Ten years is a long time, but for Gainesville and Alachua County, it’s barely enough. In 2003, former Alachua County Commissioner Rodney Long and former Gainesville Mayor Pegeen Hanrahan wanted the county and city to come together to end homelessness. At the time, Long said other cities and counties around Florida were developing collaborative community plans to eradicate homelessness within a 10-year period.
Theresa Lowe, executive director of the Alachua County Coalition for the Homeless and Hungry, said the U.S. Department of Housing and Urban Development pushed for cities and counties to look at the issue of homelessness as a community and to come up with a comprehensive plan to eradicate homelessness within 10 years.
“Ten years is a short time in some ways, and a long time in other ways,” she said.
Long said about 200 people attended Gainesville and Alachua County’s first community summit meeting in 2003 to address the issue of homelessness. At the meeting, elected officials from other communities presented active 10-year plans to assist in modeling a plan for Gainesville and Alachua County, Long said.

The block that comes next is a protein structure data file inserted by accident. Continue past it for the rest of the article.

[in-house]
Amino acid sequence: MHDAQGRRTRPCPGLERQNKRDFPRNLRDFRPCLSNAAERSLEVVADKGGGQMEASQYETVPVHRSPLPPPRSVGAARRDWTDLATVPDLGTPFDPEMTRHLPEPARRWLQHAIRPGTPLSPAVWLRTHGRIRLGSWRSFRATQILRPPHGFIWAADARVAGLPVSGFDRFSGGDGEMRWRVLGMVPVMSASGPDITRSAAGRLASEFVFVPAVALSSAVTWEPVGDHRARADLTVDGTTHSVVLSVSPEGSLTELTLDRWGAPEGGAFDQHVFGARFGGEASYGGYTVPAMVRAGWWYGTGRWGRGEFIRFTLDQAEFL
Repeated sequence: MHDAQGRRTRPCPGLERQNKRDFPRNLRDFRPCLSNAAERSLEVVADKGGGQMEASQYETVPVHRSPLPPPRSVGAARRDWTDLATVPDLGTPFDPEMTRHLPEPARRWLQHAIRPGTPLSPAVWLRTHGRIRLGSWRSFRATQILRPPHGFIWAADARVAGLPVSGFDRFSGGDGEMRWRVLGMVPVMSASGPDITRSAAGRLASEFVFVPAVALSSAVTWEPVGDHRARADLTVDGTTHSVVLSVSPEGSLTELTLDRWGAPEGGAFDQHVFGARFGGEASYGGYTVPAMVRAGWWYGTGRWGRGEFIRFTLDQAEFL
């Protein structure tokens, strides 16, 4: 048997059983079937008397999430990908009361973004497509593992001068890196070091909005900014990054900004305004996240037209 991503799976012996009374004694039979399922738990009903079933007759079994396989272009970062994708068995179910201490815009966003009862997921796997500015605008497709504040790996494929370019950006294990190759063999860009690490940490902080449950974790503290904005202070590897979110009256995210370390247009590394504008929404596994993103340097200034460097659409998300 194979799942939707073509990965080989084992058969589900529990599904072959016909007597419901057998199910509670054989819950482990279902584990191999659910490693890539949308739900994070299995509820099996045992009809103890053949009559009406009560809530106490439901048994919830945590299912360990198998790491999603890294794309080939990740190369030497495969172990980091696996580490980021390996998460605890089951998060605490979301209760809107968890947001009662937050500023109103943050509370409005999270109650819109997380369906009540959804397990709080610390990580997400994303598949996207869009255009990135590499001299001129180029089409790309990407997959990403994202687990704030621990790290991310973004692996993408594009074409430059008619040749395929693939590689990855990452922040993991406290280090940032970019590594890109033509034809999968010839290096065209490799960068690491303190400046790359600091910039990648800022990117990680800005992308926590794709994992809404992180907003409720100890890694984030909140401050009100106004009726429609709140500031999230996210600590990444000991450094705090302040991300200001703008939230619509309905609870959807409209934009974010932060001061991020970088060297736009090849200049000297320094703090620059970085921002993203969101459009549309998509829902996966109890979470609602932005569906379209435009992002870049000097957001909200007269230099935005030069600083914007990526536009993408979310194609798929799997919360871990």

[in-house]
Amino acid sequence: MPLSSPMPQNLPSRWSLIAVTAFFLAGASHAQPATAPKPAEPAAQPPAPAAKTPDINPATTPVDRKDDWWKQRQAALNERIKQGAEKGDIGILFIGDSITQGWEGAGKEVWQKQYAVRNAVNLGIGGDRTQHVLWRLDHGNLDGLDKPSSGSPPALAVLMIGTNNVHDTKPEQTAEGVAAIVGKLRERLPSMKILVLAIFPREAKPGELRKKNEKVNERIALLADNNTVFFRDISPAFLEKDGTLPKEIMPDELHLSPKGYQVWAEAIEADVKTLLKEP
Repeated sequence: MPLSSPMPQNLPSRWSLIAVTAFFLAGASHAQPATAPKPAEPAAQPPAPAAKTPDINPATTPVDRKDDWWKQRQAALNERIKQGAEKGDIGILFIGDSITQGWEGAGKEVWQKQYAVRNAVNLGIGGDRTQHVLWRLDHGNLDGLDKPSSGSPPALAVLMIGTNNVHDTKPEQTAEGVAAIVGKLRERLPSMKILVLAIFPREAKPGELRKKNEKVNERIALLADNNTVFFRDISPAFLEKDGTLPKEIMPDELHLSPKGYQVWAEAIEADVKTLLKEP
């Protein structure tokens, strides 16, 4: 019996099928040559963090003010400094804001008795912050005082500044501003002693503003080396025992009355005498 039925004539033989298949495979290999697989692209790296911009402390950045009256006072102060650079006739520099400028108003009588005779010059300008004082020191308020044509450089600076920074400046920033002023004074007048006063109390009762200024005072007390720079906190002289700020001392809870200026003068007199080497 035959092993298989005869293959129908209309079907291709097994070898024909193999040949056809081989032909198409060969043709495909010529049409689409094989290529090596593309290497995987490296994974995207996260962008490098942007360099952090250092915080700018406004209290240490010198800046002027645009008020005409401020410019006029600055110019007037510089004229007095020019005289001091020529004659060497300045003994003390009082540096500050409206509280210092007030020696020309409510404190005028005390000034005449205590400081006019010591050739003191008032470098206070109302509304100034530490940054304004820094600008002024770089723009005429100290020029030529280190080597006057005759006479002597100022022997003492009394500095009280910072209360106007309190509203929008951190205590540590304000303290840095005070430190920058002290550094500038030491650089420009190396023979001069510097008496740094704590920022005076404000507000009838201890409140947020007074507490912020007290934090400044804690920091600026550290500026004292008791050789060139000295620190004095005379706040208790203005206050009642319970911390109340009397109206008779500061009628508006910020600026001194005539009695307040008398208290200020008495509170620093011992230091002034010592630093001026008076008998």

“You had this energy,” he said. “But you had to have the political wheel to be able to implement the recommendations.”
To address Gainesville and Alachua County’s homeless population, Long said volunteers from various backgrounds formed committees to develop short-, medium- and long-term goals. Volunteers identified issues presiding over homelessness by observing what was happening within the Gainesville and Alachua County communities, said Lowe.
Those who volunteered to develop the 10-year plan were aware of the issues surrounding homelessness, Lowe said, but they were unsure of the root of each issue.
Solutions to some issues were obvious; however, other solutions required more research. “It is one thing to identify a problem,” Lowe said. “But it is another thing to figure out why (it is) a problem.”
In 2005, Gainesville and Alachua County officially adopted a 10-year plan to end homelessness. “It’s easier to end a problem if you have a plan,” Lowe said. “Otherwise you’re just throwing things at a wall seeing if it sticks.” The city and county decided to name the plan Gainesville Region/Alachua County Empowerment, or simply GRACE, for the homeless, according to the official plan document.